Staying safe from radon and carbon monoxide

July 28, 2015

Exposure to radon and carbon monoxide can be dangerous or even fatal. Because both gases are invisible and odourless, you must take the following steps to rid your house of them. 

Staying safe from radon and carbon monoxide

Test your home for radon

  • Even if you live in a low-risk area, you'd be wise to check your home's radon levels.
  • You can buy kits that include free lab analysis.
  • Because false readings sometimes occur, repeat the test in a few weeks.
  • Never rely on your neighbour's tests, as radon levels can vary dramatically in structures that are only a few feet apart.
  • If your radon levels are consistently high, have a professional assess your home's problems and install a radon mitigation system.

Before you sell

  • Have your home tested for radon before you put it on the market. Otherwise the deal might fall through upon inspection, and the offer might decrease dramatically or fall through completely.

Know the signs

  • Inhaling carbon monoxide causes headaches, dizziness, nausea and drowsiness. Get anyone suffering these symptoms into the open air quickly.
  • Have someone call EMS, and administer CPR if you're qualified. Once the person is safe, quickly open all doors and windows of the contaminated room, turn off any combustion appliances and leave the house.
  • Call your fire department and report what's happened.
  • Before turning your fuel-burning appliances back on, make sure a qualified serviceperson checks them.

Install a carbon monoxide detector

  • The best models have test buttons and digital displays that show the room's level of carbon monoxide. All sound an alarm when levels are unacceptable.

Test your detector once a month

  • Hold the test button for 10 to 15 seconds; if the alarm doesn't sound, replace the battery. If that doesn't work, the unit is malfunctioning. Replace it.
  • If your unit has no test button, hold burning incense near it; the alarm should sound within five minutes.

Check your furnace's flame

  • If it's yellow, the fuel is not burning thoroughly and may be releasing carbon monoxide into the air. Have the furnace's combustion regulated so the flame burns blue with a yellow halo.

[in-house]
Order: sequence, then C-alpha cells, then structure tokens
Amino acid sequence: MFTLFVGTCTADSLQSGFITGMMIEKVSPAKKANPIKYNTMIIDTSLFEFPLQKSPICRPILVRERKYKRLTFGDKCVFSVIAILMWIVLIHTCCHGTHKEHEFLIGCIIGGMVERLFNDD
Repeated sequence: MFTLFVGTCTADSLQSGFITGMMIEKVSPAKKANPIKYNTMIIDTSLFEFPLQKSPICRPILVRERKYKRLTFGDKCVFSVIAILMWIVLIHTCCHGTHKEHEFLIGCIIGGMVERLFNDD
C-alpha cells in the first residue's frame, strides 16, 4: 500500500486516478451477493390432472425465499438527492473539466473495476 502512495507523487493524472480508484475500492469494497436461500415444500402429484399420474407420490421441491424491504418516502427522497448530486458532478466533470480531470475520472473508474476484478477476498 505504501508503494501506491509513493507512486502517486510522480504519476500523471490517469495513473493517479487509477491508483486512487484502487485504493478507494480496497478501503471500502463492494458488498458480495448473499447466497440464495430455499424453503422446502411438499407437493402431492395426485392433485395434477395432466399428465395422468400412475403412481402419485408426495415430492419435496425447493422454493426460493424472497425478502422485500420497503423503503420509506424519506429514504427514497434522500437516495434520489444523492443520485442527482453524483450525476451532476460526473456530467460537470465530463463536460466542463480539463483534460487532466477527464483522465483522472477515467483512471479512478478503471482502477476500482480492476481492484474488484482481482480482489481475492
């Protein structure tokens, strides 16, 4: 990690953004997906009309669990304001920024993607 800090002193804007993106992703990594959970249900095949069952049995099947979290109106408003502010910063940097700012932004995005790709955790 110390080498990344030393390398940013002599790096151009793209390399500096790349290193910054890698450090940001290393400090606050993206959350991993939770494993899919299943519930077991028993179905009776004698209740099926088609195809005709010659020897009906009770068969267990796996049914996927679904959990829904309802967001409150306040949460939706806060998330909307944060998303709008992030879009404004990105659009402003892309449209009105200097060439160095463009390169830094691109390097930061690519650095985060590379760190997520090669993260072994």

Minimize the risk of exposure to radon

  • Never linger in places where radon buildup is likely to be greatest.
  • Increase the ventilation throughout your home, particularly in the basement.
  • Don't smoke indoors. Smoke combined with radon makes you even more susceptible to cancer.
  • Install a vapour barrier in your crawl space and always keep the space's vents open.

Six ways to minimize your carbon monoxide exposure

  • Have a technician check and service your heating system, chimneys and vents annually.
  • Never use gas appliances to heat your home.
  • If a pilot light on your stove or water heater goes out, re-light it immediately. Before doing so, be sure the air is free of gas that may have escaped while the pilot light was out.
  • Never operate fuel-burning appliances inside your home, garage or any enclosed space unless they are safely vented to the outside.
  • Never leave a car running in an attached garage, even with the garage door open. Carbon monoxide may seep into the house.
  • On every floor of your home and near sleeping areas, install a carbon monoxide detector that meets the requirements of the current ULC standard. Make sure it is not blocked by furniture or draperies.
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